A little while ago, I was preparing for an important phone call and I thought to myself – I might record this so I can review it later and be sure I missed nothing.
I’ve not needed to do this before, but since my iPhone is capable of recording and storing videos, I assumed that there would be some functionality that would enable to record calls.
Nope. Nup. Nada.
There is no built-in functionality to enable this (even though clearly, the technology is quite capable of it).
If you jump on the App Store, you’ll find dozens of 3rd Party apps that offer this functionality. But none of them uses the phone to record the call. They all involve setting up a 3rd party app to do this. When you want to record a call, you have to dial the 3rd Party phone line, enable the recording and then run a conference call with the person you actually want to speak to.
What a clunky and unnecessary process.
So why don’t Apple enable this functionality?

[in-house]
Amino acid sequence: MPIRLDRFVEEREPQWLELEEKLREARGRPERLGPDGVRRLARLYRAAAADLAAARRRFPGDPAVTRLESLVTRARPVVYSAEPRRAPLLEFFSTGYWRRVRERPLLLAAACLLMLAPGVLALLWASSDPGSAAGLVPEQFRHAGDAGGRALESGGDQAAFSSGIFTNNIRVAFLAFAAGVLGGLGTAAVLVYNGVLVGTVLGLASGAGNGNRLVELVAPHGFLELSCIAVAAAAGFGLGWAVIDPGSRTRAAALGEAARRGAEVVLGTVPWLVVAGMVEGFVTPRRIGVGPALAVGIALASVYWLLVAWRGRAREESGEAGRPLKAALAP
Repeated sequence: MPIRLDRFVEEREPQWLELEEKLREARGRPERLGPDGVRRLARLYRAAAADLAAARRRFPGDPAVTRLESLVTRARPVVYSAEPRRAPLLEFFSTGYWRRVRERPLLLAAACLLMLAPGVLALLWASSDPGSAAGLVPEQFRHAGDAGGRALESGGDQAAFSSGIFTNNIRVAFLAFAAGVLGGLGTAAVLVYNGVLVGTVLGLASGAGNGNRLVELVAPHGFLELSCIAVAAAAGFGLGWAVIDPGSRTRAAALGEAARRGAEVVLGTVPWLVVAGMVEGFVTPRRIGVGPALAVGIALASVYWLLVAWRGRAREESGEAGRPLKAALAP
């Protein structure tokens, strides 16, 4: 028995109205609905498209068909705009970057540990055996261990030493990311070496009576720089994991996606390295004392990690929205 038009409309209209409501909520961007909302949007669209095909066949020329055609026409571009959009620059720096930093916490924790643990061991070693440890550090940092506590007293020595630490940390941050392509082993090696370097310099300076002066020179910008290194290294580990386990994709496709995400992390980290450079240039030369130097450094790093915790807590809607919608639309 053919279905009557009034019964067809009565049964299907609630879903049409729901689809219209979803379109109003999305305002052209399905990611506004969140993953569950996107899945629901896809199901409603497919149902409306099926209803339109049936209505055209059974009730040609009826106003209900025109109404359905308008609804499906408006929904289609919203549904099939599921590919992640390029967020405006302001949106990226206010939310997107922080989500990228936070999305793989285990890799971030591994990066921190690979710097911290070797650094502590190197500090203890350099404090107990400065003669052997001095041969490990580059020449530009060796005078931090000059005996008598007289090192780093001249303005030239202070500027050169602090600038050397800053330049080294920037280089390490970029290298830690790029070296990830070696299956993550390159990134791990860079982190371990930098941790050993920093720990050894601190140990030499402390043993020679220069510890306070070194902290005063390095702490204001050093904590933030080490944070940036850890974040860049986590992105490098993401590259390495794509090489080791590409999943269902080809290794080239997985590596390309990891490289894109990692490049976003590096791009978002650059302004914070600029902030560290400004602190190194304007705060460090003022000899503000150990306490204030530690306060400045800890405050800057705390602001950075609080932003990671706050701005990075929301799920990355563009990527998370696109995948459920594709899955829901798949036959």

It seems we’re all deprived of this functionality because of a silly law in California. In the USA, it is legal to record phone calls as long as you are a party to that call. It’s called ‘one-party consent’. But for around 12 States, they require ‘two-party consent’. In other words, both people on the call need to consent.
California is one of these 12 States where this is a requirement. And because Apple is headquartered in California – everyone in the world misses out.
I find this an odd position to take. Essentially banning the equipment because it might be used unlawfully is ridiculous. Especially in the USA. By that reasoning, they’d never sell a gun because it might be used to kill someone. (Clearly, this is not an obstacle in the US.)
Here in the UK, it makes even less sense. It’s completely legal to record personal phone calls here (provided it’s for your own use). For businesses, it is also legal to record calls so long as the reason is one defined by the regulations. The top 3 reasons a business is legally allowed to record calls are:
- to provide evidence of a business transaction
- to ensure that a business complies with regulatory procedures
- to see that quality standards or targets are being met in the interests of national security
It makes me think about the things we do in business that prevent people from being able to easily use our products or engage in our services. Sometimes our actions are driven from fear of non-compliance when clearly a more pragmatic approach would work.
It’s a shame that a product as excellent as the iPhone actively prevents perfectly usable tech on the basis that a few states in the USA have a problem with it.